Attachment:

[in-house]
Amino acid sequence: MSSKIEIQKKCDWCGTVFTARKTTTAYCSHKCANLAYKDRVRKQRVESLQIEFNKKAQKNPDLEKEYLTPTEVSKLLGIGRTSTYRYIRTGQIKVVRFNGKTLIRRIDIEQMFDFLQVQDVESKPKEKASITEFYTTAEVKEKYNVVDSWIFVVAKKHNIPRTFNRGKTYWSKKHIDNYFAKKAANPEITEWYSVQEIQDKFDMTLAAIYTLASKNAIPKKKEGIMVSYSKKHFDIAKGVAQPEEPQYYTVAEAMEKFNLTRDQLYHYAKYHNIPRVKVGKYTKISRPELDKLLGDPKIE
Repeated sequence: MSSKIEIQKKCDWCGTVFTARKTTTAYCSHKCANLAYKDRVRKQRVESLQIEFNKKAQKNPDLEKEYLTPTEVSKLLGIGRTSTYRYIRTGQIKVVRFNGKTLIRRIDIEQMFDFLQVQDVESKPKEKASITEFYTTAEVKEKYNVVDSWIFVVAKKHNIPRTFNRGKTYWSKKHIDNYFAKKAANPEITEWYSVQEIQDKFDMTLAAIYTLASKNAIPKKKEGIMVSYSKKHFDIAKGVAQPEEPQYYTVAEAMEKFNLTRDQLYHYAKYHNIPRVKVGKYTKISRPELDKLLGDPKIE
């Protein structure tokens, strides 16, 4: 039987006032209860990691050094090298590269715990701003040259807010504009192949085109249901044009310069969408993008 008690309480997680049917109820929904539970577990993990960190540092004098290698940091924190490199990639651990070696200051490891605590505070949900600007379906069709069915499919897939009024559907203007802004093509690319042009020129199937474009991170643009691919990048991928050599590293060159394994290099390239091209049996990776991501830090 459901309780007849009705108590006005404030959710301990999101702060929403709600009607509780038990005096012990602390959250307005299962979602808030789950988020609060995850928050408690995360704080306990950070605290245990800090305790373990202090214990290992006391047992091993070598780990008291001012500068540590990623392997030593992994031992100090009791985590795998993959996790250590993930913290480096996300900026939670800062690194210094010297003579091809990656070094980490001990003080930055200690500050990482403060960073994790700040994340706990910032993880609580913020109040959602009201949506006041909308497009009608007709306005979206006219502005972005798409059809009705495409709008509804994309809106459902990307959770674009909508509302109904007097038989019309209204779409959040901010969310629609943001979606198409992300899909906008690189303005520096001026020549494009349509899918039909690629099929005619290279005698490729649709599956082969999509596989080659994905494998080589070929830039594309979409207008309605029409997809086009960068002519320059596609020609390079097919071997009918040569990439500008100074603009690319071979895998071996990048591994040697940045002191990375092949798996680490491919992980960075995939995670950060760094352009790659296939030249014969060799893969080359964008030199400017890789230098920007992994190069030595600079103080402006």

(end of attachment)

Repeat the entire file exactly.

[in-house]
Amino acid sequence: MSSKIEIQKKCDWCGTVFTARKTTTAYCSHKCANLAYKDRVRKQRVESLQIEFNKKAQKNPDLEKEYLTPTEVSKLLGIGRTSTYRYIRTGQIKVVRFNGKTLIRRIDIEQMFDFLQVQDVESKPKEKASITEFYTTAEVKEKYNVVDSWIFVVAKKHNIPRTFNRGKTYWSKKHIDNYFAKKAANPEITEWYSVQEIQDKFDMTLAAIYTLASKNAIPKKKEGIMVSYSKKHFDIAKGVAQPEEPQYYTVAEAMEKFNLTRDQLYHYAKYHNIPRVKVGKYTKISRPELDKLLGDPKIE
Repeated sequence: MSSKIEIQKKCDWCGTVFTARKTTTAYCSHKCANLAYKDRVRKQRVESLQIEFNKKAQKNPDLEKEYLTPTEVSKLLGIGRTSTYRYIRTGQIKVVRFNGKTLIRRIDIEQMFDFLQVQDVESKPKEKASITEFYTTAEVKEKYNVVDSWIFVVAKKHNIPRTFNRGKTYWSKKHIDNYFAKKAANPEITEWYSVQEIQDKFDMTLAAIYTLASKNAIPKKKEGIMVSYSKKHFDIAKGVAQPEEPQYYTVAEAMEKFNLTRDQLYHYAKYHNIPRVKVGKYTKISRPELDKLLGDPKIE
């Protein structure tokens, strides 16, 4: 039987006032209860990691050094090298590269715990701003040259807010504009192949085109249901044009310069969408993008 008690309480997680049917109820929904539970577990993990960190540092004098290698940091924190490199990639651990070696200051490891605590505070949900600007379906069709069915499919897939009024559907203007802004093509690319042009020129199937474009991170643009691919990048991928050599590293060159394994290099390239091209049996990776991501830090 459901309780007849009705108590006005404030959710301990999101702060929403709600009607509780038990005096012990602390959250307005299962979602808030789950988020609060995850928050408690995360704080306990950070605290245990800090305790373990202090214990290992006391047992091993070598780990008291001012500068540590990623392997030593992994031992100090009791985590795998993959996790250590993930913290480096996300900026939670800062690194210094010297003579091809990656070094980490001990003080930055200690500050990482403060960073994790700040994340706990910032993880609580913020109040959602009201949506006041909308497009009608007709306005979206006219502005972005798409059809009705495409709008509804994309809106459902990307959770674009909508509302109904007097038989019309209204779409959040901010969310629609943001979606198409992300899909906008690189303005520096001026020549494009349509899918039909690629099929005619290279005698490729649709599956082969999509596989080659994905494998080589070929830039594309979409207008309605029409997809086009960068002519320059596609020609390079097919071997009918040569990439500008100074603009690319071979895998071996990048591994040697940045002191990375092949798996680490491919992980960075995939995670950060760094352009790659296939030249014969060799893969080359964008030199400017890789230098920007992994190069030595600079103080402006």